If you use natural gas heating in Northern Kentucky or in the Greater Cincinnati area, furnace carbon monoxide poisoning is something you need to watch out for over the colder months. While carbon monoxide is a normal byproduct of the combustion heating process, furnaces are designed to keep this gas enclosed and vent it outside the home. A broken furnace can allow carbon monoxide to mix with the home’s indoor air supply, creating a potentially deadly situation.
Broken Furnaces Risk Carbon Monoxide Leaks
Carbon monoxide leaks from the furnace can result due to various system flaws. Poor maintenance, improper installation, and other issues can create conditions that cause furnace components to fail and allow carbon monoxide to escape.
Cracked Heat Exchanger
After the furnace combusts fuel, the heat and gases that are created move into the heat exchanger. Air passes over the heat exchanger, absorbing its heat before moving into the home. Carbon monoxide and other byproducts are regularly vented out of the home via the flue.
The heat exchanger is meant to keep air and combustion gases separated inside the furnace. When cracks occur, the heat exchanger no longer maintains this seal, and it is possible for air and carbon monoxide to mix and move into living areas.
The flue vent is meant to direct carbon monoxide and other combustion gases out of the house once their use is fulfilled for home heating. If flue pipes were not installed correctly, they may not properly vent which can cause carbon monoxide to back up into the furnace and mix with air. The flue can become damaged due to weather or other events, or be blocked by leaves or even a bird’s nest. If gases cannot escape the flue, they have no other option but to move back down into the furnace where they shouldn’t be.
There are other furnace issues you may notice that could be an indication of a leak and furnace carbon monoxide poisoning. These include:
- Excessive soot around the furnace as well as exiting the flue or chimney
- Brown or yellow stains around the furnace
- Gas odors (from other combustion gases that are not odorless)
- Stale air inside the house
- Burning smells
- Excess window condensation near the furnace
- Yellow burner flame
Signs of Furnace Carbon Monoxide Poisoning
Carbon monoxide gas has no color, odor, or taste, which makes it impossible for humans to detect its presence without the help of technology, like carbon monoxide detectors. Carbon monoxide detectors should be installed appropriately throughout the home to alert the family to the possibility of furnace carbon monoxide poisoning so that the home can be evacuated.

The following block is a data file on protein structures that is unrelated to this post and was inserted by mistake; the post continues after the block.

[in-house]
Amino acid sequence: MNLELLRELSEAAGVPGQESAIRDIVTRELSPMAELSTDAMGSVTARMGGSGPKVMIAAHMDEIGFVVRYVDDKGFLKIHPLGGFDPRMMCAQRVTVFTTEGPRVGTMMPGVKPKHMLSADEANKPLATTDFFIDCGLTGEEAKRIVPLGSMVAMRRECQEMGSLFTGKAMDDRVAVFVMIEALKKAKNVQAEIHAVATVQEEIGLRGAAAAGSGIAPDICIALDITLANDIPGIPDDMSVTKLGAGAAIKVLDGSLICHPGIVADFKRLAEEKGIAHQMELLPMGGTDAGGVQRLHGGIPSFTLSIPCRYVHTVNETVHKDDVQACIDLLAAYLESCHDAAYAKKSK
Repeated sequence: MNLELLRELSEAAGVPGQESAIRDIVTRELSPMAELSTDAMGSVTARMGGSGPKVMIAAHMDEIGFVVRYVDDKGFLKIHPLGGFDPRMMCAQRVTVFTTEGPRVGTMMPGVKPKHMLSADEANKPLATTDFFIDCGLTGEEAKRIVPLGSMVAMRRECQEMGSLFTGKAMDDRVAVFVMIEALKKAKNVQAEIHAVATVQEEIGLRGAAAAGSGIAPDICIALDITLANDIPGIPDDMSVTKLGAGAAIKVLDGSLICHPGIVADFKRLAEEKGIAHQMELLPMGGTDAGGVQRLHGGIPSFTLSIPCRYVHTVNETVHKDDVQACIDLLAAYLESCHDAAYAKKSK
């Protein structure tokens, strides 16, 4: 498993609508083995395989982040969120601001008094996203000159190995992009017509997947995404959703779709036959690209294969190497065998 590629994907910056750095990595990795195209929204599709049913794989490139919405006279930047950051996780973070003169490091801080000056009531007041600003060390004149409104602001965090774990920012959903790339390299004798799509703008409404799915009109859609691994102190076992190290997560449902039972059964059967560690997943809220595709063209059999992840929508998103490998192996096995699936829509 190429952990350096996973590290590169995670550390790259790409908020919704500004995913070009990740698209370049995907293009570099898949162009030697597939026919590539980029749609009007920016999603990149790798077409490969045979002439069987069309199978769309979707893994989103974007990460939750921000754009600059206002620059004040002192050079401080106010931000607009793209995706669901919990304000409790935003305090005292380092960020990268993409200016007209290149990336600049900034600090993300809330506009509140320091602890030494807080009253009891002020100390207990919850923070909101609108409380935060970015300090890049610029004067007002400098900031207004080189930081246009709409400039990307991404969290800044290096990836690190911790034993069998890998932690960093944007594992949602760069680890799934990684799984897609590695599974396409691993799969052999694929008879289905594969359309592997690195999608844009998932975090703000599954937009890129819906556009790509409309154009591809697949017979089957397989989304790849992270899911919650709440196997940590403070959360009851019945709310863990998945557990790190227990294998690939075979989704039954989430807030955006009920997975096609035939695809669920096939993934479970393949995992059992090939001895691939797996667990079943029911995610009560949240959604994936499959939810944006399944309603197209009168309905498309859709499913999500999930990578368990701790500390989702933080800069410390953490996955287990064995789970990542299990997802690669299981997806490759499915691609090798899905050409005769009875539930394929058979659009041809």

If you are in a place without carbon monoxide detectors or your own carbon monoxide detectors fail, it’s helpful to know the other signs that may be present with furnace carbon monoxide poisoning. While it’s sometimes difficult to tell these symptoms apart from other non-life-threatening health conditions, don’t take chances when it comes to your health and safety.
Signs of furnace carbon monoxide poisoning can include:
- Feeling lightheaded
- Difficulty breathing
- Feeling irritable
- Memory, coordination, and judgement impairment
If you experience any of these symptoms, evacuate the home immediately. Make an appointment to have your furnace professionally inspected in order to identify the source of the leak and furnace carbon monoxide poisoning. Do not return to the home or use the furnace again until a professional tells you it is ok to do so.
Furnace Service in Greater Cincinnati and Northern Kentucky
Maintaining your furnace is valuable in the prevention of furnace carbon monoxide poisoning. Rusk Heating & Cooling offers furnace maintenance services to help your heating system run correctly, free of dangerous hazards. We also offer furnace repairs should you suspect your furnace may have a problem that could cause carbon monoxide exposure. Contact us today to schedule service.